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School adds to focus on career training

Jeanne Garbers Walden

FAIRMONT — As part of Fairmont High School’s goal to grow its vocational program, an additional family and consumer science teacher has been added for the upcoming school year.

Jeanne Garbers Walden will teach culinary classes, which include Food Prep 1 and Food Prep 2, and will be involved with the new work-based learning program.

Garbers is a 2004 Fairmont High School graduate. She has a bachelor’s degree in family and consumer science education and a master’s degree in education.

Garbers husband, Andrew Walden, is also a teacher. He will teach sixth-grade Minnesota history at Fairmont Elementary School.

The couple have two children: Hank, who is 2, and Etta, who is 5 months.

“I’m excited to not only be back in the foods room that I took the foods class in, but also be working alongside Amber and Bob and Wendi,” Garbers said of the other vocational teachers. “They’re a great support system and everyone’s been so welcoming coming back.”

In her food prep classes, Garbers will work with students in grades 9-12. Her classroom recently got an industrial refrigerator and freezer.

“I think long term, these two culinary classes will evolve into ProStart, which is a nationally recognized culinary program,” Garbers said. “Students would be learning the exact same skills as they would in a professional kitchen. Eventually, that’s what these two classes will look like.”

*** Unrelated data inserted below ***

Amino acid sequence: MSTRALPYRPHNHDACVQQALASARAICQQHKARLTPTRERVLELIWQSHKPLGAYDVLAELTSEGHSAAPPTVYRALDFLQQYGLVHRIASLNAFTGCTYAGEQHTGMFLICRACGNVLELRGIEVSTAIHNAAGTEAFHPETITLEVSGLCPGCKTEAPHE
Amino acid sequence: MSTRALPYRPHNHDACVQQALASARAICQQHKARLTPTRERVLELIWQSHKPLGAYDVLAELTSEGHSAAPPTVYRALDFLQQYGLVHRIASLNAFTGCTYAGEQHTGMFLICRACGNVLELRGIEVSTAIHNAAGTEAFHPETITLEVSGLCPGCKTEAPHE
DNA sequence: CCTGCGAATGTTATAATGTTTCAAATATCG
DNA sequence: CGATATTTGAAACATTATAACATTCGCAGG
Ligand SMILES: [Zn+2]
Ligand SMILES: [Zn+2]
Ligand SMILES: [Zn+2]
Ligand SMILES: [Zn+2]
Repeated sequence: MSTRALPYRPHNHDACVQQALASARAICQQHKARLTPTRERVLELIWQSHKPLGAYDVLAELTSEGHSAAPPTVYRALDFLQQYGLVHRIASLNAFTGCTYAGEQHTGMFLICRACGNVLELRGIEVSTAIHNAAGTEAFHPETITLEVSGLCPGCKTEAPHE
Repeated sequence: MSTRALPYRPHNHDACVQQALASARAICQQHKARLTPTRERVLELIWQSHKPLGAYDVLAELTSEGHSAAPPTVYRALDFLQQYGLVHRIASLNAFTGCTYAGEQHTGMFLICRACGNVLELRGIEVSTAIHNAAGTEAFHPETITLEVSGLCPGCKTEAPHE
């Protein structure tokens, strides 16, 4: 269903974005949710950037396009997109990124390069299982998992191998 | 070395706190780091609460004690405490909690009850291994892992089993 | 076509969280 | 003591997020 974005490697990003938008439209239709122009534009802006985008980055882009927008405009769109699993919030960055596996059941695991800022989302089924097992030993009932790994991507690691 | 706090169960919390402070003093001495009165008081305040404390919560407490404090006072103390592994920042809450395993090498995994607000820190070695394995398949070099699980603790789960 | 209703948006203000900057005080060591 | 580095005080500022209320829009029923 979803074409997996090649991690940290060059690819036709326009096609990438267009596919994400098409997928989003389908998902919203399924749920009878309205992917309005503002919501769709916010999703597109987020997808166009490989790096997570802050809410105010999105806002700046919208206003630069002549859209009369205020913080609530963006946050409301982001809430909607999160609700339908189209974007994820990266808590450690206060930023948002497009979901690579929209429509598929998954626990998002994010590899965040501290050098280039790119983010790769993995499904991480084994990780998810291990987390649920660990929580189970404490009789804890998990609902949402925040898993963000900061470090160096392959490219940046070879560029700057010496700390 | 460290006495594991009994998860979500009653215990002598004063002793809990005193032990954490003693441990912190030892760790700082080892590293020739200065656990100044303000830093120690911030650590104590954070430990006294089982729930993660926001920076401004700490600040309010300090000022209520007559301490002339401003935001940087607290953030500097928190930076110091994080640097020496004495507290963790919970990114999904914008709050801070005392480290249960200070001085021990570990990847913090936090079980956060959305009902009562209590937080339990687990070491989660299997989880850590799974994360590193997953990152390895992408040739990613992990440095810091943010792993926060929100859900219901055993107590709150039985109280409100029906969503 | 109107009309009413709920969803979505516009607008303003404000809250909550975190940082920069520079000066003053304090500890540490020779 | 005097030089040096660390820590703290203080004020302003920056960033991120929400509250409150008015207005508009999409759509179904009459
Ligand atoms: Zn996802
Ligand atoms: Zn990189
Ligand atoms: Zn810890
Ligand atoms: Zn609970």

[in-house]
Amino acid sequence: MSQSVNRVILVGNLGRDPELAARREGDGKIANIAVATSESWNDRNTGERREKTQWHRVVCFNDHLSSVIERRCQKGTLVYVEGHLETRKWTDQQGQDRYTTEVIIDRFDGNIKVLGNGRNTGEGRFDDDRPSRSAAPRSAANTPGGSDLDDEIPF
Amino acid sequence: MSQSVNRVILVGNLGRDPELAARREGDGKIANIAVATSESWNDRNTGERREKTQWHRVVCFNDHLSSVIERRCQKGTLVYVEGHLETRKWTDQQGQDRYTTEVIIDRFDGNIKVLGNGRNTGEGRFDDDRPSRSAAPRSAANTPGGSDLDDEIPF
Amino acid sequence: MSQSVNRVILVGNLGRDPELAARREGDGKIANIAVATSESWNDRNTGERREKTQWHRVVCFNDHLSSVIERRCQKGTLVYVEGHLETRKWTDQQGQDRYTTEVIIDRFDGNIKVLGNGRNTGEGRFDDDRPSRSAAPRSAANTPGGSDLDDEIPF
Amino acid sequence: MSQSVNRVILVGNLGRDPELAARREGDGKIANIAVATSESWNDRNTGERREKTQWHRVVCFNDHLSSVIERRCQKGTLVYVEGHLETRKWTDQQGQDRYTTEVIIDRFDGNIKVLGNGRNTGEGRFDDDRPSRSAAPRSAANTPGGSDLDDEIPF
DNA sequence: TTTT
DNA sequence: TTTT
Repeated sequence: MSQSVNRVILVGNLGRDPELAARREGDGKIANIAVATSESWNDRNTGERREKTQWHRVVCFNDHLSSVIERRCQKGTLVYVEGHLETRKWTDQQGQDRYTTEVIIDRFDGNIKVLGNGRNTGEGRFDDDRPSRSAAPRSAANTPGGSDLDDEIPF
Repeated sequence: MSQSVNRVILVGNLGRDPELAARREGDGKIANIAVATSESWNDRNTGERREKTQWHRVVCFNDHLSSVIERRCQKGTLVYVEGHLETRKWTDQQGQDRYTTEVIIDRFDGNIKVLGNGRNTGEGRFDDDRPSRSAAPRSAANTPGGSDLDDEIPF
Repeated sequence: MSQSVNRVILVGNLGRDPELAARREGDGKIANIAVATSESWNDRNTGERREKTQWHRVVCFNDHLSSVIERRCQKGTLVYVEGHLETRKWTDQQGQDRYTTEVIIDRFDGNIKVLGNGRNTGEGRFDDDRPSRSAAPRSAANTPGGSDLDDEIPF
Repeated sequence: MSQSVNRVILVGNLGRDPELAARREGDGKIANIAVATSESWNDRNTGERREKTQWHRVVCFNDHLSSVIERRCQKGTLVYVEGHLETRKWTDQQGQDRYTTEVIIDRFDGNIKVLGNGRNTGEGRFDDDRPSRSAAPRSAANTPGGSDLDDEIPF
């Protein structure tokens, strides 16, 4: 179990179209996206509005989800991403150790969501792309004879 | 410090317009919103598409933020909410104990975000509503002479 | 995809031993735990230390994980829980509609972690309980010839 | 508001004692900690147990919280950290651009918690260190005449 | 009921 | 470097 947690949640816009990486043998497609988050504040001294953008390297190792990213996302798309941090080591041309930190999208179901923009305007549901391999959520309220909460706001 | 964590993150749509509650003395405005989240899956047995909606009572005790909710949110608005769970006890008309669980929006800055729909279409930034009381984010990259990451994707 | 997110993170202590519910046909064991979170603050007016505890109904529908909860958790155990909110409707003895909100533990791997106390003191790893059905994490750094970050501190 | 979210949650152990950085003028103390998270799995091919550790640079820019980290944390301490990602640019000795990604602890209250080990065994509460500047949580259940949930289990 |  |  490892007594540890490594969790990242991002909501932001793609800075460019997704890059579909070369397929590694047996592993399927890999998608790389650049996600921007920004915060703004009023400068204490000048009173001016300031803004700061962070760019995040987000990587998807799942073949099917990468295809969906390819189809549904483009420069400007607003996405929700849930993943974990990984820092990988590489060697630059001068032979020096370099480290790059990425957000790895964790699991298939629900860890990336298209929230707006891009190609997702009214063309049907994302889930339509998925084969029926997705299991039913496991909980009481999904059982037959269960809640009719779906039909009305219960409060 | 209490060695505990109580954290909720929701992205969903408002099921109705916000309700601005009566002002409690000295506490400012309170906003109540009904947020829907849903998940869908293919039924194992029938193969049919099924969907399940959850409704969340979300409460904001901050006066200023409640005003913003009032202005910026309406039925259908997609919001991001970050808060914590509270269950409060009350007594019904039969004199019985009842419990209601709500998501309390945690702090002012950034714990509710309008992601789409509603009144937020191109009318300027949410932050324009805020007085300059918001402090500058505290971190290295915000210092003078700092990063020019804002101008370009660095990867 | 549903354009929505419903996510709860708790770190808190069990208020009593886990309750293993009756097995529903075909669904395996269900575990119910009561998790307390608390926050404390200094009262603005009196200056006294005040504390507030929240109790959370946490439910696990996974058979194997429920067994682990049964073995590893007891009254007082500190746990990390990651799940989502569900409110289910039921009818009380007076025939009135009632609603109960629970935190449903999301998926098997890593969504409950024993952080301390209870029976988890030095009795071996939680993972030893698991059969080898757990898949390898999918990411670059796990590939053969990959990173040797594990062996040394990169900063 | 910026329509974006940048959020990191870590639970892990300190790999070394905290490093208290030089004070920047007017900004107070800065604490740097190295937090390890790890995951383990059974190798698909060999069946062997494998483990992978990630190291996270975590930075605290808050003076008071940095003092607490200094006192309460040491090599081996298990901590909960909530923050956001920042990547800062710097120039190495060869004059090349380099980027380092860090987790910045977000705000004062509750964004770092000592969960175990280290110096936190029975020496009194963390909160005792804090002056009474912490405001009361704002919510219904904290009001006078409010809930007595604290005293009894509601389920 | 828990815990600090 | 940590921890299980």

“With ProStart, you’re very connected to the community and the businesses and learning skills from them. There are also competitions, scholarships and credits they can receive if they decide to go on to a culinary school. There’s a lot of benefits to having this versus just a traditional foods class.”

In addition to teaching the culinary classes, Garbers will teach work-based learning, which is new to the school this year.

“It’s what they used to call work release,” she said. “Now they’ve modified it so it’s a two-part course. It’s a seminar to learn work skills and plan and prepare for your future, and also get hands-on skills in that profession.”

Garbers explained that students who wish to take work-based learning will likely start by taking skill assessments and interest surveys to see where they want to pursue a career. Then they’ll reach out to someone in the community in that field in order to job shadow, land an internship or work where they could earn a small wage.

“They would continue to meet at the high school for their seminar class and learn basic job skills, safety on the job, and there’s a big financial literacy piece with that so they learn what their paycheck looks like and what they take out for taxes,” Garbers said. “It’s a whole encompassing class where they learn what they want do post-graduation and how they continue in that field.”

Garbers said the idea is that not every student will want to pursue a four-year degree, and there are many opportunities that require a two-year degree, certificate or other training.

Any junior or senior can sign up to take the work-based learning class, which will likely be offered the second semester of the school year.

Bob Bonin, who teaches welding, careers in transportation and automobile repair, to name a few, also has his work-based learning certificate.

Garbers explained that many businesses have a demand for employees but cannot fill openings because either people have not had training for the job or they are not even aware the career exists.

“With work-based learning, there’s the idea that you can grow your own employees within the community,” Garbers said. “A student might gain experience here in town, go on to get their training and come back in order to work with a particular business because they had a positive experience. It sounds like this could benefit not only the students, but also our community because there’s always a shortage, whether it’s of teachers or welders or those in hospitality. If we can get students the knowledge that they need in order to be successful in that career, why not do it?”

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